By the end of the year, you won’t need a phone or wallet to pay for groceries at any of the 500-plus Whole Foods in the country, Amazon said, announcing it would expand the company’s controversial palm-reading tech to all stores nationwide.
The scanning technology, dubbed Amazon One, allows a customer to pay at checkout by waving their palm over a scanning device.
Amazon said in a press release that 200 Whole Foods stores across 20 states already have the palm readers, including in California, Colorado, Nevada, New York and Texas.
Amazon Prime members who link their accounts to Amazon One will have savings automatically applied to their grocery purchases with a wave of their hand.
The palm-scanning tech has also been rolled out at some airports. Elsewhere, it’s allowed customers to buy alcohol without needing to pull out a photo ID. An attempt to use the palm scanners at the Red Rocks concert venue fell through after several musicians protested the move.
San Franciscans have been using the technology at Whole Foods stores since at least March, but not everyone is enamored with it.
“It just creeps me out,” said Brad Raney, a customer at the Noe Valley Whole Foods, where staff said palm scanners see frequent use.
“I don’t like that they have my handprints, my fingerprints," Raney said. "Could that be abused?”
Other customers seemed more gung-ho about the technology.
“I’m excited; can’t wait,” said Sheana O’Sullivan, a Noe Valley Whole Foods customer who described herself as an “early adopter” of new tech. “It’s kind of a thrill. It’s cutting edge.”
The adoption of palm scanners concerns privacy advocates, who caution that companies storing biometric data can present a huge security risk, especially if used to access things like your bank account or to unlock your front door.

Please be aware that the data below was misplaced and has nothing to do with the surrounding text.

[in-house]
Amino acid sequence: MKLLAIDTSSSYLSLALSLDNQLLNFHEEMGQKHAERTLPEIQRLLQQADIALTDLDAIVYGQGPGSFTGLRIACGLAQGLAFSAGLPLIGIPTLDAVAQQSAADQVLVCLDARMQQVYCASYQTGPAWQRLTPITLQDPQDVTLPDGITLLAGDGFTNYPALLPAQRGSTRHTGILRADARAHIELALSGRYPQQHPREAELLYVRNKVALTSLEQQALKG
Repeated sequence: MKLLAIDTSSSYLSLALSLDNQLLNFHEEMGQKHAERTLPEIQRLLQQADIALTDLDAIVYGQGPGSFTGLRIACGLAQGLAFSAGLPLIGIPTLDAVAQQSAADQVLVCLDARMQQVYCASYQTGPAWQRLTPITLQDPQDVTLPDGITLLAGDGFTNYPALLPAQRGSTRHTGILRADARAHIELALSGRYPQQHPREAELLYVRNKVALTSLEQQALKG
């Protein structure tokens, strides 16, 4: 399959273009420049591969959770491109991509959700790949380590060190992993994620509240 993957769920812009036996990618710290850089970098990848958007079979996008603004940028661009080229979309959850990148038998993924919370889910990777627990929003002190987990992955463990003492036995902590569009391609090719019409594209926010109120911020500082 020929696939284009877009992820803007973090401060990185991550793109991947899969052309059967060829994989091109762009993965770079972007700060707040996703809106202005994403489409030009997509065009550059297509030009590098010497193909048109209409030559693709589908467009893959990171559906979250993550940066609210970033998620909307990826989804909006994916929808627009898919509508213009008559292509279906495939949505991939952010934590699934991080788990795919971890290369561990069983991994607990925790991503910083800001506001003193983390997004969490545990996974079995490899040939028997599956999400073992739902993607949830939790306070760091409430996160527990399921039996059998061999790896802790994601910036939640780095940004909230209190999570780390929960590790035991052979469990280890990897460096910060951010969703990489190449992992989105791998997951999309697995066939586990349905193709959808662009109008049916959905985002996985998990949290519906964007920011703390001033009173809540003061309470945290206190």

“If your Social Security number is hacked, it’s a hassle, but you can get a new one,” said Evan Greer, director of digital rights group Fight for the Future. “If someone steals a biometric scan of your palm, you can’t get a new palm.”
Greer also said that having a company storing biometric information leaves the door open to law enforcement accessing that data. Law enforcement can access door-cam footage from Ring products, a home security line of cameras owned by Amazon, and has obtained footage without homeowners’ consent. Greer said it isn’t hard to imagine police obtaining handprint data in a similar fashion.
“If lots of people use this, all of sudden private corporations become a backdoor database of fingerprints,” Greer said.
Leaks of private data also happen frequently. The City of Oakland suffered a ransomware attack in February which resulted in a data leak, and several national departments, including the U.S. Department of Energy, were targeted in a cyberattack in June.
O’Sullivan said she understood where skeptics of the palm-reading tech come from, but that she accepts the lack of privacy that has accompanied the digital age.
“Everything’s already out there, with Facebook, social media,” O’Sullivan said. “While there are definitely things you don’t want stolen, like Social Security [numbers], I think a lot of it is fear-mongering.”
Amazon stores biometric data in the cloud, including the veins and lines of customers’ hands. Users who don’t want to use the scanners can delete their palm data from the company’s website.
Whole Foods did not respond to requests for comment by publication time.
Garrett Leahy can be reached at firstname.lastname@example.org